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Planting the best seed first

DarcyMaulsby/iStock/Getty Images seed corn with seed treatments applied
Mitigating ‘nuisance rains’ during planting season.

Lately, we have had what I would call nuisance rains. Don’t misunderstand me, we are grateful for any precipitation, but the highest total event we have had is about three-quarters of an inch. It hasn’t been enough precipitation to aide our moisture deficit, but it has been just enough to keep us out of the fields a large chunk of the time. Wind that has been coming with these fronts has also kept sprayers sidelined as well.

Who knows, the delays might be a good thing. Early April, temperatures were great. Everybody was pushing and prepping for an early spring. Then the pattern changed, and we seem to be stuck in this cool- -then-cold cycle.

Well, it’s the first week of May, and it’s time to make things happen regardless. Though we have an adequate length of a growing season, the pinch starts to set in when the calendar turns into the second or third week of May. I think it has set in early this year because of the great weather early. We aren’t pushing super hard, but we are trying to get fields planted.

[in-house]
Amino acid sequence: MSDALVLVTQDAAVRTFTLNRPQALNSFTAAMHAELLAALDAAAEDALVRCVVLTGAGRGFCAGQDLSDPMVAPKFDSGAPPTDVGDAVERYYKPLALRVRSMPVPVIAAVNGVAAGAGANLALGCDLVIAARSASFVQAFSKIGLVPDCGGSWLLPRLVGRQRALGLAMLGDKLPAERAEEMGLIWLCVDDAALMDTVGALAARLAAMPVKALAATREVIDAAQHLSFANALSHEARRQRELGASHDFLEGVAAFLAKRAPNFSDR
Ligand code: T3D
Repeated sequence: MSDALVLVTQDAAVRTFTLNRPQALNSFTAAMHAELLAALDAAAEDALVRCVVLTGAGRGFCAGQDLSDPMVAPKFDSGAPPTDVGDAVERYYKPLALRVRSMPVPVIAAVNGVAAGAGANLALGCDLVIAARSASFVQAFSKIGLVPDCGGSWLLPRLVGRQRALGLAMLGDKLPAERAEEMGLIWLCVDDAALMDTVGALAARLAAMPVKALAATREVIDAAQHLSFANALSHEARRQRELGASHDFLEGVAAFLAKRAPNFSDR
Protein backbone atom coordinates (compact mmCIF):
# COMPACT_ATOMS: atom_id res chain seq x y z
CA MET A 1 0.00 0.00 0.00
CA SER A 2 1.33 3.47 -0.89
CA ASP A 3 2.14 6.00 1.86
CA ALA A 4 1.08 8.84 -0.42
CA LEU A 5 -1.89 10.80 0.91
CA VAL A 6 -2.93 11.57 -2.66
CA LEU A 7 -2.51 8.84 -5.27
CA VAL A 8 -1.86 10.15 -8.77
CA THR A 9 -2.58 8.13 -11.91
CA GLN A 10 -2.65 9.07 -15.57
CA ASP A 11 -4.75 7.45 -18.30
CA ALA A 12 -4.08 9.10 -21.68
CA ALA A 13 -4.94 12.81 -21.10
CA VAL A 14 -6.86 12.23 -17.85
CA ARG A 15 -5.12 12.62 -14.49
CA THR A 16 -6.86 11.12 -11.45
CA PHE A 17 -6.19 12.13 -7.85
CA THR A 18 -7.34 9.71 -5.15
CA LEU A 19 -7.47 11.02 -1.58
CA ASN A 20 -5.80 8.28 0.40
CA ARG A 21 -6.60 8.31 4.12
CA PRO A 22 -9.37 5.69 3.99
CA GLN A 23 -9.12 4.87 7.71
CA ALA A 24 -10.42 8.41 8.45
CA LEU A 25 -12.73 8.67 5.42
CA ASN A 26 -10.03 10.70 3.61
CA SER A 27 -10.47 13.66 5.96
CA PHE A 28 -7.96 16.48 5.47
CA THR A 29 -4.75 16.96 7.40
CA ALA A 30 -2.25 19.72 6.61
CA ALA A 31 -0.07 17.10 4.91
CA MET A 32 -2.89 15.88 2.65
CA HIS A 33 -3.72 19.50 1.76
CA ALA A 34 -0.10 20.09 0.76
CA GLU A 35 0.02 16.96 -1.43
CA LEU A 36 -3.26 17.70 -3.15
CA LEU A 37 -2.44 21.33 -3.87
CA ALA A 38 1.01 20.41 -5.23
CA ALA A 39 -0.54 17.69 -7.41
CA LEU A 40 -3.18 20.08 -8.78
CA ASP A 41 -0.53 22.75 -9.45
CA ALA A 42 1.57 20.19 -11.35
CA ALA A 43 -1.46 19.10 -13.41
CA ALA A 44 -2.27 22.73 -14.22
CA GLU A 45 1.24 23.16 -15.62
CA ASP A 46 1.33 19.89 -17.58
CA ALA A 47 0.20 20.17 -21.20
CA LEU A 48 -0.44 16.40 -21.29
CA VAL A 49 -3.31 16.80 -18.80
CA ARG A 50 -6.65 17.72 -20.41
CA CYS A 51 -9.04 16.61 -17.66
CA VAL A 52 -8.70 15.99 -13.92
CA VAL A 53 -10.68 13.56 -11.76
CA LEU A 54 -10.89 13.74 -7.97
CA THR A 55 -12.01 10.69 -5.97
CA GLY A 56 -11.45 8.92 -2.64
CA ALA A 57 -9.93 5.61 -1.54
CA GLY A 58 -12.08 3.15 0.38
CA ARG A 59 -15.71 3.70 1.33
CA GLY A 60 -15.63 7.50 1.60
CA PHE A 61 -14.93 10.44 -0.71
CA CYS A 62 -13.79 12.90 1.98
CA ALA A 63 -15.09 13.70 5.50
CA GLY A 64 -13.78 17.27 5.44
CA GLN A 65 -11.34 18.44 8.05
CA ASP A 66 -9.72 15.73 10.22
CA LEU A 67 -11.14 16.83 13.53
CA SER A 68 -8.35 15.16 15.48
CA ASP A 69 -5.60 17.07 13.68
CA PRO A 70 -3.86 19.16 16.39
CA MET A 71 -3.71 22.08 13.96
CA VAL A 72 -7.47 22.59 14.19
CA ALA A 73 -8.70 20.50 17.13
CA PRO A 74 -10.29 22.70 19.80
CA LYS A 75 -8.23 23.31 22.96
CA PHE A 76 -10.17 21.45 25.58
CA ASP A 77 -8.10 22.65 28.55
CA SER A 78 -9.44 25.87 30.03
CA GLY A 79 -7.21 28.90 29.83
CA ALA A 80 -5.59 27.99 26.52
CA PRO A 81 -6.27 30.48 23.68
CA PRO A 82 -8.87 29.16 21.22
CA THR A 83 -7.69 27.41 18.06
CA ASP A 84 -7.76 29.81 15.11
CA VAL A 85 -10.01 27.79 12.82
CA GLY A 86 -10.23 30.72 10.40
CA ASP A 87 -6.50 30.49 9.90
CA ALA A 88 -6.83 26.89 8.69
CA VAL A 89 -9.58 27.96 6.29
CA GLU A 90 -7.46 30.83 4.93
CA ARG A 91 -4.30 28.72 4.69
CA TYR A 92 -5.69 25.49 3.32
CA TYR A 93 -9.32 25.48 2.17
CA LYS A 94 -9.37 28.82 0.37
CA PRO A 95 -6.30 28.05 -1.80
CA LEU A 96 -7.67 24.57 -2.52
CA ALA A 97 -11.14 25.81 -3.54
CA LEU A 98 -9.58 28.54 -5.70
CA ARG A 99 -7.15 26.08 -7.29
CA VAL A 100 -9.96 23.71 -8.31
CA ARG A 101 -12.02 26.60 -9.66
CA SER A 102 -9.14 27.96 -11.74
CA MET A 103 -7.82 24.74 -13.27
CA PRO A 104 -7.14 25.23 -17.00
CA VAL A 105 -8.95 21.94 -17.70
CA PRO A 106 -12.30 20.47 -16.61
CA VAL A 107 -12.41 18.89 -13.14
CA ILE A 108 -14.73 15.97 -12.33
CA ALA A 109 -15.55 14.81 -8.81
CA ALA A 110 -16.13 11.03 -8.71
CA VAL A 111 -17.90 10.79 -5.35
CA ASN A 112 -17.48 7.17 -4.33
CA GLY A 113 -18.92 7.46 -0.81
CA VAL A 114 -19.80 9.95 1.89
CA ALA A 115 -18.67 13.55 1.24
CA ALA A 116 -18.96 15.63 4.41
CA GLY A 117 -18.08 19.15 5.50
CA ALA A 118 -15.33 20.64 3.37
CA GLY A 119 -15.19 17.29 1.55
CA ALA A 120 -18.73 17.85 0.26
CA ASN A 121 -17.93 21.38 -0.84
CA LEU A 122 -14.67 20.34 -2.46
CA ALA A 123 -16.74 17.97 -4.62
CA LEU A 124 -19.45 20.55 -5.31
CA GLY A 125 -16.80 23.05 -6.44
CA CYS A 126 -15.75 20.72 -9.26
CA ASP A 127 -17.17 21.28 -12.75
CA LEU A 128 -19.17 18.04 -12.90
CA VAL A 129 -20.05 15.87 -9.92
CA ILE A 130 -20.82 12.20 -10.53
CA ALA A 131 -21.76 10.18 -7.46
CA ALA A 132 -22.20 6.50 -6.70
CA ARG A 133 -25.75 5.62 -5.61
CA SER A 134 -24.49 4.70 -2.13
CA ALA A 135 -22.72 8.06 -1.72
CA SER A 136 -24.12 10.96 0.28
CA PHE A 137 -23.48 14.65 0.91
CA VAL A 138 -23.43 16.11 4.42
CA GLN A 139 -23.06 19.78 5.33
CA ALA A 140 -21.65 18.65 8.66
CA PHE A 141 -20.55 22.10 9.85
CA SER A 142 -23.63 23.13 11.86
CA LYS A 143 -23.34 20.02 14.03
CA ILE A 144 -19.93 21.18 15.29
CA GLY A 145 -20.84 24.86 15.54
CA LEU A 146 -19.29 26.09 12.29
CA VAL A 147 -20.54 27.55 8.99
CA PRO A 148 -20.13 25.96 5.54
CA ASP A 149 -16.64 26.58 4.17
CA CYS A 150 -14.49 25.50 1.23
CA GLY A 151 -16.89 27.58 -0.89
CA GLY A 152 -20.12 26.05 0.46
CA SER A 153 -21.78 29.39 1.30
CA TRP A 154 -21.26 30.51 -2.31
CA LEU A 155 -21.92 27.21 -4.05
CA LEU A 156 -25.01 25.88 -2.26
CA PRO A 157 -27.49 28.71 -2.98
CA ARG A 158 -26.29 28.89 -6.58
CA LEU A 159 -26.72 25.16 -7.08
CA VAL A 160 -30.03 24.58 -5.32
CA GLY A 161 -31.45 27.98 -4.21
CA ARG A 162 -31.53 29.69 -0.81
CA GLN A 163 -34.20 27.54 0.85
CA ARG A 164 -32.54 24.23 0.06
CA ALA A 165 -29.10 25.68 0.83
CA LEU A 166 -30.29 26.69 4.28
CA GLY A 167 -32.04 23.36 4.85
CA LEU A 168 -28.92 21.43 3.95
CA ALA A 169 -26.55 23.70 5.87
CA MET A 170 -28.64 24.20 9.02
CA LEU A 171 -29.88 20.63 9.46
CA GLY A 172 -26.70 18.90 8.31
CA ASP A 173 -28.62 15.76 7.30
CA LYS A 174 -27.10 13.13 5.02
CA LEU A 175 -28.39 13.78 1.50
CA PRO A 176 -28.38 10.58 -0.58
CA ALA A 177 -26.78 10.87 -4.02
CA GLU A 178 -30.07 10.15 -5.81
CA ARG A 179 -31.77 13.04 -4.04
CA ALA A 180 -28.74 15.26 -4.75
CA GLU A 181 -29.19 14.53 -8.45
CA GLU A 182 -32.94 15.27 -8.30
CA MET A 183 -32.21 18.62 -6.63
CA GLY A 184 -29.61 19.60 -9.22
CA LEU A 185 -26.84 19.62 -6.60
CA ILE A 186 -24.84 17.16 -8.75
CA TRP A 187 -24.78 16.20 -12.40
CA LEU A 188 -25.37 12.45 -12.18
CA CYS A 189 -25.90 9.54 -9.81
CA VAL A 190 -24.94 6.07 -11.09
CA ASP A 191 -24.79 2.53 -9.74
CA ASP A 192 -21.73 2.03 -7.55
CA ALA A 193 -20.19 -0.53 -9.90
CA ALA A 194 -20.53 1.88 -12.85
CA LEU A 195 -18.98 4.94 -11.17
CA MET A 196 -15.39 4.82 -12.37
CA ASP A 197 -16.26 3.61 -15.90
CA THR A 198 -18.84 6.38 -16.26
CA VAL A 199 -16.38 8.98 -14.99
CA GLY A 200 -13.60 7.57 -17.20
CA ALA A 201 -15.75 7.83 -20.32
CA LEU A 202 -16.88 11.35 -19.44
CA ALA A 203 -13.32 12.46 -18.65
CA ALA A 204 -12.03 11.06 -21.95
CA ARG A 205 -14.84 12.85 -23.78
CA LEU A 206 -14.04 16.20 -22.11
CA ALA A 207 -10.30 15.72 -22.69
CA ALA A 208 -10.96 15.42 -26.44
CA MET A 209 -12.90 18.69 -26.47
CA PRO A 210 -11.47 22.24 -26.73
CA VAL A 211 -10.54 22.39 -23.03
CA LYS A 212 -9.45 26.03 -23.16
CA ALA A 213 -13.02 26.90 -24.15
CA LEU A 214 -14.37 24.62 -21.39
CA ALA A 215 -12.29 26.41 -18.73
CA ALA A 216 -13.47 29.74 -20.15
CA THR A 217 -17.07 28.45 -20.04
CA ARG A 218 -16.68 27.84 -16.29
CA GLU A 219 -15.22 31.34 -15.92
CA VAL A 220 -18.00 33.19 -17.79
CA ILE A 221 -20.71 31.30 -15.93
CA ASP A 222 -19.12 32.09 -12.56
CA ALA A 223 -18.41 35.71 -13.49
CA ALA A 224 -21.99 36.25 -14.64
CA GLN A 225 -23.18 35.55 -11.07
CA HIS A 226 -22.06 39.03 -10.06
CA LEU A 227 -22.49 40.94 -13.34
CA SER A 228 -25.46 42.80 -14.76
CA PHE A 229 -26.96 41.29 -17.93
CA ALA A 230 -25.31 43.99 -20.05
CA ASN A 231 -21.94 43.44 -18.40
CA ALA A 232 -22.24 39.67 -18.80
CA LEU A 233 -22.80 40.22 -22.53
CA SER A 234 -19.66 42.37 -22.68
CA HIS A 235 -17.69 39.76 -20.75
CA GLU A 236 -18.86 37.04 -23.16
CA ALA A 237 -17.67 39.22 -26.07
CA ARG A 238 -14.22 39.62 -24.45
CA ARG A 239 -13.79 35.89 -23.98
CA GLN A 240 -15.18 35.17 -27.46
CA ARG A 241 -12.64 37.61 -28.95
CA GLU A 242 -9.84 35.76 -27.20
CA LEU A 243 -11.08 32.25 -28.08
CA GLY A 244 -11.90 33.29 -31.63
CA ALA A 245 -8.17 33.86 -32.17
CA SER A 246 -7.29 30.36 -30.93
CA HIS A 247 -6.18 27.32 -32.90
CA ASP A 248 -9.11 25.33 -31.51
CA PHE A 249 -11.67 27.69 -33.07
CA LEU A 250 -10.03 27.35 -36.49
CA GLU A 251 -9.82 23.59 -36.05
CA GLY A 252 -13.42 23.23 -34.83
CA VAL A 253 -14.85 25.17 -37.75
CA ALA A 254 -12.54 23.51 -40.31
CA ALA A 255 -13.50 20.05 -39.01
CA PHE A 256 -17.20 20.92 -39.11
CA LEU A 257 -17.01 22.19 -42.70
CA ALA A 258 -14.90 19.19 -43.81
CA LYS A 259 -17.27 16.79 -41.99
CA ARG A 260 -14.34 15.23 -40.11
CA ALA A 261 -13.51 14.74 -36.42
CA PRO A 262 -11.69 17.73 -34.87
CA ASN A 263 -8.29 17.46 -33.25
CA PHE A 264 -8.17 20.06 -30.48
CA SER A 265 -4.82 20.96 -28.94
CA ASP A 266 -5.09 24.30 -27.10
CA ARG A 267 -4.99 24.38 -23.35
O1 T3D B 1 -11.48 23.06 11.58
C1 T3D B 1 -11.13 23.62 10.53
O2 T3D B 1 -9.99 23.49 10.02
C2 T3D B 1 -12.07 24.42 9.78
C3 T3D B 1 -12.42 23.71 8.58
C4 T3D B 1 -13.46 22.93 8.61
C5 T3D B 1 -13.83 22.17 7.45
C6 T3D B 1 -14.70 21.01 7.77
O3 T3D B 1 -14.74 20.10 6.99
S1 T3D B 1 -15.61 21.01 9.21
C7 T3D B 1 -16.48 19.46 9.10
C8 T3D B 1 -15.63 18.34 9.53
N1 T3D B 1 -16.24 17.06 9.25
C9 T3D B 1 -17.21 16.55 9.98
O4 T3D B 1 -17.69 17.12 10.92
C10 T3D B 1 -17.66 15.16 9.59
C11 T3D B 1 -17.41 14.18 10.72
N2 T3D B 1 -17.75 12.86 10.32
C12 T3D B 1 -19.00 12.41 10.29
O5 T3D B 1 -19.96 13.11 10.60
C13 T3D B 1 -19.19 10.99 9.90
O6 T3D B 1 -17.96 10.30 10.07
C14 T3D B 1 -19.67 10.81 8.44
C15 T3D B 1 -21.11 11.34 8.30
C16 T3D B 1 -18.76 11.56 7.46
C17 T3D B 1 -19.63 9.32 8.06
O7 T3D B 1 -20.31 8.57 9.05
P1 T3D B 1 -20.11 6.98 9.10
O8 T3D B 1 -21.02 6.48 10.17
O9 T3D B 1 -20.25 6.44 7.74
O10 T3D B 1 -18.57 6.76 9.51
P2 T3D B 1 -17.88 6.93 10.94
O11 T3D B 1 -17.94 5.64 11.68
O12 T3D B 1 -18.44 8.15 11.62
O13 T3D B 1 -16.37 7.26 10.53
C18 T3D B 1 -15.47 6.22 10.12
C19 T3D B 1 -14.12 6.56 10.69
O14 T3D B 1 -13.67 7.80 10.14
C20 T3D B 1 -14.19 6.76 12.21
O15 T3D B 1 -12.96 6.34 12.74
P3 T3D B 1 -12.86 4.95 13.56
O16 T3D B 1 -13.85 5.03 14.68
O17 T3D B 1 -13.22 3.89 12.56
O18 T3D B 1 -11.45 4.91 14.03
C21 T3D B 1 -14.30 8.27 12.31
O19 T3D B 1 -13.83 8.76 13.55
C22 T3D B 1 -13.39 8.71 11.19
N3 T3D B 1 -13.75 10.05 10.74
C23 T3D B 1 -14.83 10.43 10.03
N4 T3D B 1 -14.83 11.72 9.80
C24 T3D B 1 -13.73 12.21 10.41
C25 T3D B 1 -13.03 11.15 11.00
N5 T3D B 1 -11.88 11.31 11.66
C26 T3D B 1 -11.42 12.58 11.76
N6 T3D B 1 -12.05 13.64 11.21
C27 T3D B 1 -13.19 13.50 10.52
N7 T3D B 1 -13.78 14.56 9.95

So, now on to the headline of this blog. In past years I’ve written about chilling inhibition injury, sending seed samples for cold saturated germination tests, and planting when the ground is warm. Since soils aren’t warm, we are using the data from our cold saturation results to guide our seed selection. Simply put, we are starting with the best scores, 90% plus. Today we may plant some in the high 80% range, but that will be done from a pollination/grain fill risk management standpoint as most of the corn we have planted has been in the same geographical location and had similar maturity.

You never want to put seed in the ground thinking: what if only 85% comes up. But with the cold sat score, we have better direction as to what we may expect in extreme situations. This scenario is a good opportunity to show how we integrate some of the topics I talk about into risk management.

The opinions of the author are not necessarily those of Farm Futures or Farm Progress. 
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